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2016: The last quarter report (more touring than running)


Our last article suddenly jumped to 2017 for the Rizal Mountain Run but let’s look back at my last quarter for 2016. We take off from my last Milo Marathon in 2016. We will cover August 1 to December 31. And as I look back, it seems I did more sightseeing than actual running though a lot of walking through picturesque places didn’t slow down my adrenaline.

By August, I went back to my regular road training either in UP or around Rancho Estate coupled with some strengthening P90X workouts.  On August 20, Van and I did the Trail Valley Challenge 50K (though my Garmin read 48.68 kilometers) at the ever progressing Nuvali area in Sta. Rosa, Laguna.  It’s our annual pilgrimage (thank you Frontrunner magazine) which never ceases to surprise since the route keeps changing as the villages keep expanding and the trails are relegated to the fringe territories.  This time, the rains kept the rolling route a bit challenging but we kept trudging.  And actually, we enjoyed the drizzle since the place can get very humid, with minimal trees as in the past editions.  On our return trip, the rain drops have swollen to a full shower and we were like kids playing and running to a wet satisfying finish (while bypassing some runners in the process).  8 hours and 16 minutes later, we were welcomed by Frontrunner editor/RD Jonel and Ms. Connie.

 

14080020_10154419730824687_1850768716489560557_n13051496_10154085052694687_1956452807072853161_nThe last 2 weeks of August had me heading to my friend Bon Aga’s functional gym to pack in some muscles (to fit in a suit), as opposed to the usual intense cardio workouts.  The reason – I belatedly got the news that our movie, “Ang Babaeng Humayo” (The Woman Who Left) was accepted for the Main Competition at the Venice Film Festival.  I think I forgot to tell you that last May, I was invited by a long time patient, Director Lav Diaz to join his crew in Mindoro for a week while they were shooting their little film starring Ms. Charo Santos-Concio and John Lloyd Cruz.  Weeks before that, I was shuttling to ABS-CBN to create dentures to uglify the main characters (including Nonie and Shamaine Buencamino).  So it was a whirlwind affair with the Lav Team as they created before my eyes part of a film which would eventually become one of the best in world cinema for 2016.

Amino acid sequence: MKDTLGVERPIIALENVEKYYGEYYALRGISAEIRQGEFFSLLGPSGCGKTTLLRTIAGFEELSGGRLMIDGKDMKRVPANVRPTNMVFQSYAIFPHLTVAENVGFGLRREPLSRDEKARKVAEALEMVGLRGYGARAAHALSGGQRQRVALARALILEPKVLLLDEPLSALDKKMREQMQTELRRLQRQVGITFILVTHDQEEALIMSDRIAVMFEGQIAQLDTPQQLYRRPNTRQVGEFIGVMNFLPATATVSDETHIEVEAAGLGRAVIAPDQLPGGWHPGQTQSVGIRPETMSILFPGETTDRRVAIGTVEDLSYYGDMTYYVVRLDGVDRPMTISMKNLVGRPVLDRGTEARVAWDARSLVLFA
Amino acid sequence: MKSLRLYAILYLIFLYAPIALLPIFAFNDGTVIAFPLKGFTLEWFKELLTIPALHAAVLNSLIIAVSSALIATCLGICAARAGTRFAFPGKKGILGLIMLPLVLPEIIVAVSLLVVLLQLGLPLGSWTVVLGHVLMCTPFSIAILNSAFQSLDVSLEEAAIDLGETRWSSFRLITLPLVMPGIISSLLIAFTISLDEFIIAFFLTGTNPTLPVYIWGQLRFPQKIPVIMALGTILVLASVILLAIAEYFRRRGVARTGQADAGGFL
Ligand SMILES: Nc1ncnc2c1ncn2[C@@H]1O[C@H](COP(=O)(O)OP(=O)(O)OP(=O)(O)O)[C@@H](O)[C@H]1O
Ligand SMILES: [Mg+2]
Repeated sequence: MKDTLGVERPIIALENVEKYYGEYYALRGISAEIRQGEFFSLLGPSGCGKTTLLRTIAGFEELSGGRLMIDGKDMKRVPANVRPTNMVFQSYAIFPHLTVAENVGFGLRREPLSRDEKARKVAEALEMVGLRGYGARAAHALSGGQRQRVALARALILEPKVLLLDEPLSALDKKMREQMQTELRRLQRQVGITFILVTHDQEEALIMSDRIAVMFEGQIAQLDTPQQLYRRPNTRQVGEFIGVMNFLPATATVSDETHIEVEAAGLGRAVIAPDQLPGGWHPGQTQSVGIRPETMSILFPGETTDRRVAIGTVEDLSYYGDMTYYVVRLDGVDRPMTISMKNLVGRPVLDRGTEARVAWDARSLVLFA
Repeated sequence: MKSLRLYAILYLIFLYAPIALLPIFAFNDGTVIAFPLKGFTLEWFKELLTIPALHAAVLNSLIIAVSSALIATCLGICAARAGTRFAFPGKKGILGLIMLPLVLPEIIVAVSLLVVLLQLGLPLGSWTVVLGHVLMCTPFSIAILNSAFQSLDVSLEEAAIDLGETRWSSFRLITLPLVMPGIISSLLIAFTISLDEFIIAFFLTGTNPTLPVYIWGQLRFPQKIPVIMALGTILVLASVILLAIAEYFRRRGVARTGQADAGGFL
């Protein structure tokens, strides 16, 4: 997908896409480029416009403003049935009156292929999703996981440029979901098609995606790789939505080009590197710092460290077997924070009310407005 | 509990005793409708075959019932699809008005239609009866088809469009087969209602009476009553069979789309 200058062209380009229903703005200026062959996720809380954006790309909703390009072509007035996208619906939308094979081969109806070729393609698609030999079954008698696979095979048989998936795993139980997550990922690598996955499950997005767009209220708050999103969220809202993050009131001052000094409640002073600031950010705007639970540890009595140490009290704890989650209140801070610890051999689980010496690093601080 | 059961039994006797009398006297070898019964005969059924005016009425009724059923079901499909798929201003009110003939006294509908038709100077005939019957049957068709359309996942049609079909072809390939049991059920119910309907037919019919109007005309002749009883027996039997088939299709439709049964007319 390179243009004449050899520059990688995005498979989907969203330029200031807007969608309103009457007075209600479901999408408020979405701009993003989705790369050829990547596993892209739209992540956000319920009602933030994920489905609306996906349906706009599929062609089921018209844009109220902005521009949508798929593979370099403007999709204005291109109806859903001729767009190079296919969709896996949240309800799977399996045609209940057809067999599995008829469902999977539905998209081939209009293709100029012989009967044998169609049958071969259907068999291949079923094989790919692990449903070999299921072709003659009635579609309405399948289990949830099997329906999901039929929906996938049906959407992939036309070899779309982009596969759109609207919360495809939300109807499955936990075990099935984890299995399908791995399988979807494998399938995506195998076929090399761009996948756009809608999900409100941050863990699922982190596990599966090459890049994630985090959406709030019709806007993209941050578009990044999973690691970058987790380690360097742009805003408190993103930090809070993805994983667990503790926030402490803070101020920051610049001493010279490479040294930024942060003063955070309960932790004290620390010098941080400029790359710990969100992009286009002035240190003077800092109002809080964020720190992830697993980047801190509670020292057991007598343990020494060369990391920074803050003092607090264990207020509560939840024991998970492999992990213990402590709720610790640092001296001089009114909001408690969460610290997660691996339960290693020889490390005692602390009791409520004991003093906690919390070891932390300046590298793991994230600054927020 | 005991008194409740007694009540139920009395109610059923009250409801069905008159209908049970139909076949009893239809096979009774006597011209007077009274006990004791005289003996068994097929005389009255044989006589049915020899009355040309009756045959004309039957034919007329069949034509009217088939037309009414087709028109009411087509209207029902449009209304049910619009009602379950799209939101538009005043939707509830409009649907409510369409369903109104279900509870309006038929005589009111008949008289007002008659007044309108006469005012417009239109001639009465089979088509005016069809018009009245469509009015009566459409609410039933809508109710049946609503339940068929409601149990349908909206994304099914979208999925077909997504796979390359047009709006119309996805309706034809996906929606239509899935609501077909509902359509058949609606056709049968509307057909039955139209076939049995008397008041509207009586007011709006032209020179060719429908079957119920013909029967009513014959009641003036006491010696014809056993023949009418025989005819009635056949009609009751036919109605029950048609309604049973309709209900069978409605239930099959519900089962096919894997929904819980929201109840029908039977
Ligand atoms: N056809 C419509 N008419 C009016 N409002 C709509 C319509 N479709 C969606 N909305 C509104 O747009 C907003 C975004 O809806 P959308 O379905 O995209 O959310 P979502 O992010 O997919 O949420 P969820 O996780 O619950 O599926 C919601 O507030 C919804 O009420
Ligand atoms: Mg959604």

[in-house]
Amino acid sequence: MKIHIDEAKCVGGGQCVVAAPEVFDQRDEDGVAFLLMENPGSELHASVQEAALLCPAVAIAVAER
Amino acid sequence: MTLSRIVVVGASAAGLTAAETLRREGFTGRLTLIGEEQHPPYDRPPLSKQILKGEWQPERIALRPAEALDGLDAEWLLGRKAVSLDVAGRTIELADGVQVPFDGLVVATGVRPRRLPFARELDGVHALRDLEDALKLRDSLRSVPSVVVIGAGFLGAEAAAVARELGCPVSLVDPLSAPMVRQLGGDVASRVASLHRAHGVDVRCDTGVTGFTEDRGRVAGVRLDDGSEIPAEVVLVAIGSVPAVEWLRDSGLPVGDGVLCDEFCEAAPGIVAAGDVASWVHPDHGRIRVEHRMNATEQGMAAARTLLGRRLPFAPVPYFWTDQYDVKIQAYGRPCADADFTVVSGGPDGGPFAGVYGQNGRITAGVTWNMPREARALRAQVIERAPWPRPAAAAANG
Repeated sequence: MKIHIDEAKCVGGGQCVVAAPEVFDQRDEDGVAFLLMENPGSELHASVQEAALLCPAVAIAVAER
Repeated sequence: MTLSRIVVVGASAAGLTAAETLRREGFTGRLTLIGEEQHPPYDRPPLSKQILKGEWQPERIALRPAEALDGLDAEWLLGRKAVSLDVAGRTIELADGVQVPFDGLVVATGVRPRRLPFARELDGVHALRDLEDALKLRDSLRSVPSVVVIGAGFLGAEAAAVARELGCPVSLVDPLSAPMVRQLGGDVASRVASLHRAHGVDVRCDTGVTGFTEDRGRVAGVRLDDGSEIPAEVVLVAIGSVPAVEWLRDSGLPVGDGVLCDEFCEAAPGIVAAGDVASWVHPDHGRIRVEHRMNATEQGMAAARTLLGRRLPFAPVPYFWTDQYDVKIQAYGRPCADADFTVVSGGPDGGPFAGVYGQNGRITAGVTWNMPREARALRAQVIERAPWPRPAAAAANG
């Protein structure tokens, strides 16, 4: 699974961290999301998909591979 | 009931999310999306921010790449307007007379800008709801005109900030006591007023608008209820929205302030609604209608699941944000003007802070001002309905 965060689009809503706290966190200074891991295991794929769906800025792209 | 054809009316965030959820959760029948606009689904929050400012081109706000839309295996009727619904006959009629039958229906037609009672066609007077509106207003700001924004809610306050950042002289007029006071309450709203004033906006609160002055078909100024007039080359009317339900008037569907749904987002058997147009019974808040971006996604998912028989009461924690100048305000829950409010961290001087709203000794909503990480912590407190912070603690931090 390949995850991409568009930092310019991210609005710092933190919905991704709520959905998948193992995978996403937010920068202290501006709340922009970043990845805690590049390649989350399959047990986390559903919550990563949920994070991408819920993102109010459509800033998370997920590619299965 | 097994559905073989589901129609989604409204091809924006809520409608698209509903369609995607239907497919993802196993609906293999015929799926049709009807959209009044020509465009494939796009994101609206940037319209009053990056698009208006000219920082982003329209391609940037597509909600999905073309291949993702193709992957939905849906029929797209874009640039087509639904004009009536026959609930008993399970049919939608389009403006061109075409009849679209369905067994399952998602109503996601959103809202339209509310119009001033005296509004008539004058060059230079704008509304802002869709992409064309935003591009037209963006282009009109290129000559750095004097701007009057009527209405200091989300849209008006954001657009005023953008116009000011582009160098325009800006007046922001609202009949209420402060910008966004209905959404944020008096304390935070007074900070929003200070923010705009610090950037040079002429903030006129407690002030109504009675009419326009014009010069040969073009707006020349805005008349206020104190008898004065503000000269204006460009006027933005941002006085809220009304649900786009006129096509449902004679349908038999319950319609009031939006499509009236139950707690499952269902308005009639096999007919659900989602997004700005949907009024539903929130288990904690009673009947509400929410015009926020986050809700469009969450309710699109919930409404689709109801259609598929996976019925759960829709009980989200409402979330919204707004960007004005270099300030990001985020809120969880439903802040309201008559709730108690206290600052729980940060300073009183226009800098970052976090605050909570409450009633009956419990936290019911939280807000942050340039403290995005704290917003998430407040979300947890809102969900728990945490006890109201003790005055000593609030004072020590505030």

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img_20160513_122549It was a hectic 12 days in Venice where I explored and enjoyed the main island for 5 days (including a day trip to Florence).  After that, I joined the group at Lido island where the Venice Filmfest was happening, as we binge-watched on the finest new films from all over while going gaga over the stars (chanced upon Christ Pratt and Tom Ford in an elevator and got up close with Natalie Portman).  It was a relaxed time for our group to meet up with fellow cineastes and bond more.  The highlight for me was sashaying in my royal blue suit along with the cast of ‘Humayo’ on the red carpet and getting featured on ANC.  A day later, on Awards Night, our film (yes, I did have a small speaking part here) would take home the highest honor for Venice, the Golden Lion Award.  And that’s my brief foray into showbiz .